Acorns Product Director on Becoming A Product Leader
From the early days of Twitter going public to revolutionizing wealth management, Paige Conrad has experience working at innovative product companies dedicated to making a difference. Every product manager thinks about leadership opportunities - and the first question is, "how do I get there?" As Paige explains, product leaders must first learn how to sell themselves - and ultimately become the best listener in the building.
Going From Individual Contributor To Product Leader
Everyone reaches a point in their career when they want to take the next step. After four amazing years at Twitter, I was ready for a new challenge and started to look at opportunities to become a product leader. I came across Acorns reading an article about financial tech. The company’s mission caught my attention and I started looking through LinkedIn for shared connections. Unfortunately, this turned into a dead end and I had to apply the “old-fashioned” through the company’s website.
To say the least, this was a bit of a “hail mary” on my part. However, once I started the interview process, I felt even more empowered to share my story and sell my value to the organization. Furthermore, everyone that I talked to at Acorns was incredibly passionate about the organization’s mission. As a result, it was very easy to relate to my future colleagues and also illustrate my personal interest in supporting the mission.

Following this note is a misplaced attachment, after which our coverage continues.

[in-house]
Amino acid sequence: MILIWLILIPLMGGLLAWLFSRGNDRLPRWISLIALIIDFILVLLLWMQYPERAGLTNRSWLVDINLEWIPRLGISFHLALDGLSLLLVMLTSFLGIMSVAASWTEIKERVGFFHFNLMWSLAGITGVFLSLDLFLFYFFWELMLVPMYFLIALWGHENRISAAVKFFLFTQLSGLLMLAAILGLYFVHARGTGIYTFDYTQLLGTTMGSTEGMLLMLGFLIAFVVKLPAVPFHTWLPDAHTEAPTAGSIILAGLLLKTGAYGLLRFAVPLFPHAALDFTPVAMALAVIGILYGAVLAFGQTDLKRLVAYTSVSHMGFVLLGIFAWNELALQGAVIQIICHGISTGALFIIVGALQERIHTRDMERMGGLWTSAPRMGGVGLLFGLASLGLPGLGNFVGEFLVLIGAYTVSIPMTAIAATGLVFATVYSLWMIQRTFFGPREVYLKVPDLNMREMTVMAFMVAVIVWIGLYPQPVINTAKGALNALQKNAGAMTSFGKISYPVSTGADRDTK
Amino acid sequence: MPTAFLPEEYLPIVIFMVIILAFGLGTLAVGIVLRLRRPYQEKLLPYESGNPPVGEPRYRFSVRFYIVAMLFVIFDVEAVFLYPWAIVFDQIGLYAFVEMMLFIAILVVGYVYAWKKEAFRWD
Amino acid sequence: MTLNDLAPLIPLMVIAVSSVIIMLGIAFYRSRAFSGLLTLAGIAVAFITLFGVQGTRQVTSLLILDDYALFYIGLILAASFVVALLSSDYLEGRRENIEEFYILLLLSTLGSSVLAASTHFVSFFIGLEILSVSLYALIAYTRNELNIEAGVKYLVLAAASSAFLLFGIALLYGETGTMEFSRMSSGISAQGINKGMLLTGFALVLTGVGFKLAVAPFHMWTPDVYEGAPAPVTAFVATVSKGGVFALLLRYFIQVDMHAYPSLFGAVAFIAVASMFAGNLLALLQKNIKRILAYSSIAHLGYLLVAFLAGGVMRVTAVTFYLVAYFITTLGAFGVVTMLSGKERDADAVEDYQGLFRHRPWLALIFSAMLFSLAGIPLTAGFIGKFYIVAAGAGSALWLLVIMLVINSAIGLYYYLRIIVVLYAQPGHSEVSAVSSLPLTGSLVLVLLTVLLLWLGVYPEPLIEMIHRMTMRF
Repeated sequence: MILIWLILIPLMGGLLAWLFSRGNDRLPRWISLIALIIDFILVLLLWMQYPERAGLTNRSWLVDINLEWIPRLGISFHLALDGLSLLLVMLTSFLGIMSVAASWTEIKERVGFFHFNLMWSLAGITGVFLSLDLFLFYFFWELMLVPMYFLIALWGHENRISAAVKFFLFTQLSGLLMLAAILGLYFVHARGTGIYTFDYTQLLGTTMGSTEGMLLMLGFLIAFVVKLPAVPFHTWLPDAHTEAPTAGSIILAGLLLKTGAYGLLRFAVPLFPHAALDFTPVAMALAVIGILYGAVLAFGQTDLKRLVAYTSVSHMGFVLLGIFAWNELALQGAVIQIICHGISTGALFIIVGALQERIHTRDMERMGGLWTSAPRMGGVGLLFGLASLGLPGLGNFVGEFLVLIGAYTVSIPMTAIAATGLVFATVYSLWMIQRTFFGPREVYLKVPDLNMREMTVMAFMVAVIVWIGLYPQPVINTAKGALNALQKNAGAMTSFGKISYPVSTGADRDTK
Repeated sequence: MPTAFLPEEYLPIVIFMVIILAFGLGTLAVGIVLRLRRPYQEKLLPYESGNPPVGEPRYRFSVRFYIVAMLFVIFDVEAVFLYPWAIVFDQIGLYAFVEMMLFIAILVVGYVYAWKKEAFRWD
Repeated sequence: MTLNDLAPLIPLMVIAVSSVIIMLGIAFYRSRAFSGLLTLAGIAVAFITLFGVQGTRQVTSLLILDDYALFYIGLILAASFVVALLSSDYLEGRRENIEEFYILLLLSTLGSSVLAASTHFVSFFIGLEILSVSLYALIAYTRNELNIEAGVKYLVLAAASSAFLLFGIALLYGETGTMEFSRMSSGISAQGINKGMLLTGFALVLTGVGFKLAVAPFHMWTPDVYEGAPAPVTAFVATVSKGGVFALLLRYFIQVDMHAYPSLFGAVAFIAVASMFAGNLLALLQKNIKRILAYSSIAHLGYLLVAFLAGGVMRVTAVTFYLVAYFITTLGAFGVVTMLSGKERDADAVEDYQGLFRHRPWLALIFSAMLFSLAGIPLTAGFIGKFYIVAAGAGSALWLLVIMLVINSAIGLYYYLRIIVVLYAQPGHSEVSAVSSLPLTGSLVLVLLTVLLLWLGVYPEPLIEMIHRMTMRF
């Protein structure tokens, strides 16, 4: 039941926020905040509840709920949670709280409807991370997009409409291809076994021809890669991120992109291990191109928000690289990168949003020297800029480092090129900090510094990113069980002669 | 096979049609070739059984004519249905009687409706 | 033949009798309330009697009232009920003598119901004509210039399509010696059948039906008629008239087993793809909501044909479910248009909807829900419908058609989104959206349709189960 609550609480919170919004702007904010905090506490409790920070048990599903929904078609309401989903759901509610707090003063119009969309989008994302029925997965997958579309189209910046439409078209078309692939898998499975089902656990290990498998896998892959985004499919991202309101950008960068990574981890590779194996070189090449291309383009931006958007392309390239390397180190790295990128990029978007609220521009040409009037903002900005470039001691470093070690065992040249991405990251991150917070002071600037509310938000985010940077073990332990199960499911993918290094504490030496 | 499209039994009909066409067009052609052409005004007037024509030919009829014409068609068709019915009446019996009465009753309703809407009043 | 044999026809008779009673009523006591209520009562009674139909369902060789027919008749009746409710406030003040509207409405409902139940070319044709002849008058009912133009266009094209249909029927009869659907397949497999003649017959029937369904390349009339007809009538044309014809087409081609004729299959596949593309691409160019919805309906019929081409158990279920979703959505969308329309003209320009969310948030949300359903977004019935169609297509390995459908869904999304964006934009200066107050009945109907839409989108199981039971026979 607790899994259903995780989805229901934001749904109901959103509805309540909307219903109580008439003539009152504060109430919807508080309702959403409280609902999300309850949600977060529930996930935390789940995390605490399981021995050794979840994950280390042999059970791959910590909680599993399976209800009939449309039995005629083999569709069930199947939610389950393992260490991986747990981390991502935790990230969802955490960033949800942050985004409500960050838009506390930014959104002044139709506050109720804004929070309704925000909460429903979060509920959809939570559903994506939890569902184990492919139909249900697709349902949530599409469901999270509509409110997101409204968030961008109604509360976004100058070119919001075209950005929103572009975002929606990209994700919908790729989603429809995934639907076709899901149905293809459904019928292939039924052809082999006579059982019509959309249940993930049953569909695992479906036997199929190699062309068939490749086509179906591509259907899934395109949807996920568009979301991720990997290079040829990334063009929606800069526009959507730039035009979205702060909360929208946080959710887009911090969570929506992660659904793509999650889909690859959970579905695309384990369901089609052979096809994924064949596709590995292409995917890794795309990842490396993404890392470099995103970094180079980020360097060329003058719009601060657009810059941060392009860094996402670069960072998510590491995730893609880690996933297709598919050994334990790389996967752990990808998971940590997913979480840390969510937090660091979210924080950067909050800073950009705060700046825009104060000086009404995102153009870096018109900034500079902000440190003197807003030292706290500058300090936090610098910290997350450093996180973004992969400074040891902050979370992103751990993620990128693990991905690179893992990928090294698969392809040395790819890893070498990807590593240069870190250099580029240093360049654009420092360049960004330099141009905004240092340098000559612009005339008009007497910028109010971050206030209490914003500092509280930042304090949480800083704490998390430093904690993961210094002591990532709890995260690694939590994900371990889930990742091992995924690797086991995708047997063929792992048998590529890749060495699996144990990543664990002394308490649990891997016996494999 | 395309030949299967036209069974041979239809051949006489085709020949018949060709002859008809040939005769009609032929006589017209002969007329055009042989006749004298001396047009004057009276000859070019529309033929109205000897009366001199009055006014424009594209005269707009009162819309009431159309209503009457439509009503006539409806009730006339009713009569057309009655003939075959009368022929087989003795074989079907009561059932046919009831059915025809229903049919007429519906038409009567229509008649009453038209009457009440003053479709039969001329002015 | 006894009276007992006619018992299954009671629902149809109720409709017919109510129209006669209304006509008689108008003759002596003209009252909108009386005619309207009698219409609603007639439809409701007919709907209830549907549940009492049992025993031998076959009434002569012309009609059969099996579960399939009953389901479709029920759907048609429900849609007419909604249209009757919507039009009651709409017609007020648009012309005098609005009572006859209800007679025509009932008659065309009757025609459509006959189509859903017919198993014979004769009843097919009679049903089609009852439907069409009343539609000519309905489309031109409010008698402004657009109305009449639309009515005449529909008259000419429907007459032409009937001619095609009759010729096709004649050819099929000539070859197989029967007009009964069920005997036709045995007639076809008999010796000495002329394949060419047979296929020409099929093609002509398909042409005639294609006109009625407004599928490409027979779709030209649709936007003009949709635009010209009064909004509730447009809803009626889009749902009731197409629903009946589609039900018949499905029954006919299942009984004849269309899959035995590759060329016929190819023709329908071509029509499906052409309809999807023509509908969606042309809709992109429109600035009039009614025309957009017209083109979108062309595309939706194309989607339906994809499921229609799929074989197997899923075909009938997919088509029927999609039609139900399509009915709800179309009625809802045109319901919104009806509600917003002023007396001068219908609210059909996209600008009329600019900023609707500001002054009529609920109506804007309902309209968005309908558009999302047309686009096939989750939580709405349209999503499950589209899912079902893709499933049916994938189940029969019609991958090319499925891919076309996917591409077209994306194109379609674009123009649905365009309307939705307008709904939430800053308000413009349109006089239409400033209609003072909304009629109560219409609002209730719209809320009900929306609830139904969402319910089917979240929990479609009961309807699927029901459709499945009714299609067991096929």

In many ways, this represents the first step I took in becoming a product leader.
You should always craft your personal story and be ready to advocate for yourself. Simply put, we all need to learn how to sell ourselves – and of course, sell our products and advocate for their value.
Since becoming a product leader, the biggest shift in my day-to-day revolves around spending time with people. First, the team that you manage is effectively one of your customers. As a result, you need to spend time with each team member regularly in order to understand who they are. Furthermore, you should build individual career roadmaps and ensure that every team member is in tune with your direction.
On a related note, self-reflection is key for becoming a product leader. This begins with getting continuous feedback from your team and making a commitment to learning by example. In addition, I think a lot about the mentors who gave me guidance and direction. For example, it’s helpful to emulate the approach of successful leaders. At the same time, you can also learn plenty from people that you don’t want to emulate.
In the end, prioritization becomes your most important task as a product leader. Most importantly, you have to dedicate as much time as possible to your team. Simply put, the best minute that I can invest every day is with people.